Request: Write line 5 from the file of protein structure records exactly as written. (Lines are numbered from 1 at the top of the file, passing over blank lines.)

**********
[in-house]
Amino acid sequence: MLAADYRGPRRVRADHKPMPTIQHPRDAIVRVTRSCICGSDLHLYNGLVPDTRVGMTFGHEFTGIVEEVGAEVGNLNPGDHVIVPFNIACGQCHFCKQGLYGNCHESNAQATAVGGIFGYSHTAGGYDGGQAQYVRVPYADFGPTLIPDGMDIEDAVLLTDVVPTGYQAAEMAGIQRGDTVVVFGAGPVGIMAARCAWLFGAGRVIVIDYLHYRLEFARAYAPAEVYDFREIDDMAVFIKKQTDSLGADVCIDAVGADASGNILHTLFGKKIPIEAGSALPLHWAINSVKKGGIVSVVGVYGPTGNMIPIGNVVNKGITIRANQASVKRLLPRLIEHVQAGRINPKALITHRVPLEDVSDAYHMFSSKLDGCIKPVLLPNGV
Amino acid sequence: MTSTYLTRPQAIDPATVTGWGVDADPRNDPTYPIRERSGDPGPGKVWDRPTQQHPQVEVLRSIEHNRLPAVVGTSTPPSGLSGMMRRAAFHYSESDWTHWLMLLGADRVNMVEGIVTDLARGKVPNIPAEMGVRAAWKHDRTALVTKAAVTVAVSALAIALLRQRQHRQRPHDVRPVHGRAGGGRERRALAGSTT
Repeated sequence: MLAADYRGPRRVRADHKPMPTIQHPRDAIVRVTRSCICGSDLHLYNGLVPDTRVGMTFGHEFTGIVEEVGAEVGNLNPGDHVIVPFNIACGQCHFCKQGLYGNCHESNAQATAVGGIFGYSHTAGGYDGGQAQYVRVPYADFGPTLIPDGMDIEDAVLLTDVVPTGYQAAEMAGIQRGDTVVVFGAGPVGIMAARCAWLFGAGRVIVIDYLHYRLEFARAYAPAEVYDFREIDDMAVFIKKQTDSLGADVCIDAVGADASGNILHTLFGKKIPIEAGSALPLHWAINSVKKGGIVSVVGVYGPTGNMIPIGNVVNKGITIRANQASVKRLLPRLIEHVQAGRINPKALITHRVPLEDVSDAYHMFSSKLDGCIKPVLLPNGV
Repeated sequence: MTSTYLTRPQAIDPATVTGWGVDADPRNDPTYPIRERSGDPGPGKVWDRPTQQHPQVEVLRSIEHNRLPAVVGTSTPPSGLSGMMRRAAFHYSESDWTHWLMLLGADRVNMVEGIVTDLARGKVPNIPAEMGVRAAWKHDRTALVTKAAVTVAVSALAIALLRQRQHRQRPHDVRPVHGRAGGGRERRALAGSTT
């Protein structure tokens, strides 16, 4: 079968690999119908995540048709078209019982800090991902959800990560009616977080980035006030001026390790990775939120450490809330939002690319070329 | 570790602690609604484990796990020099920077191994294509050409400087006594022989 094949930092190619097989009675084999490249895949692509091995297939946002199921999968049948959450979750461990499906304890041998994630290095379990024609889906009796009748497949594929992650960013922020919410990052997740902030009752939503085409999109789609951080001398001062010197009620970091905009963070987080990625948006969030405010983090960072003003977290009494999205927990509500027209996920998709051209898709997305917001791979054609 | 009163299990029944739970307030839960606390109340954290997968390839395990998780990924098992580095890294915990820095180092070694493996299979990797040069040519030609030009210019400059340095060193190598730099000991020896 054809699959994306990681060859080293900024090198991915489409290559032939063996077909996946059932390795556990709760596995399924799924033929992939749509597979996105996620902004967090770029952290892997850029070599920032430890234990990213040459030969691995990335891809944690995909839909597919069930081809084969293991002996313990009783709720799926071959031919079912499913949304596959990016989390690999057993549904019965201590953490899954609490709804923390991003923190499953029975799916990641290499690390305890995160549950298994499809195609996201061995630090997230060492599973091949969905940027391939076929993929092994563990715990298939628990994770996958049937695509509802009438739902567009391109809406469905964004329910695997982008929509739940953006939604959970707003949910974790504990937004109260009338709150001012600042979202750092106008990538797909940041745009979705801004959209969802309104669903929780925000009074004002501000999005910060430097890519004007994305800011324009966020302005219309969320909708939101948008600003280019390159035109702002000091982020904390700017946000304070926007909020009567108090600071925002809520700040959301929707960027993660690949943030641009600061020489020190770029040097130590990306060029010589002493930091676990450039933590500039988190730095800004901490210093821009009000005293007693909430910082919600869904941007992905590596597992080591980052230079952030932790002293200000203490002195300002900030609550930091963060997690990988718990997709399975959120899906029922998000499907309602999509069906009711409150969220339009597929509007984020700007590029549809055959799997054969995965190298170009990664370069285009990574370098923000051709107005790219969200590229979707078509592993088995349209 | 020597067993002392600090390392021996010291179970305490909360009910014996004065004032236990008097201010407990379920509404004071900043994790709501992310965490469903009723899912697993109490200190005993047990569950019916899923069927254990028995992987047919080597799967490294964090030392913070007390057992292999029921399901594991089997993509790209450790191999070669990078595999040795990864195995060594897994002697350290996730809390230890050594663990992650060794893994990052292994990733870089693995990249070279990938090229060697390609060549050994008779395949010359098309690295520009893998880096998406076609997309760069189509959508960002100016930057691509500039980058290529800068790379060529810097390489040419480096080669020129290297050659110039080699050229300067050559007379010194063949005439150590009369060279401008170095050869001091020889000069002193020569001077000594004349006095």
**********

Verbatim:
Repeated sequence: MTSTYLTRPQAIDPATVTGWGVDADPRNDPTYPIRERSGDPGPGKVWDRPTQQHPQVEVLRSIEHNRLPAVVGTSTPPSGLSGMMRRAAFHYSESDWTHWLMLLGADRVNMVEGIVTDLARGKVPNIPAEMGVRAAWKHDRTALVTKAAVTVAVSALAIALLRQRQHRQRPHDVRPVHGRAGGGRERRALAGSTT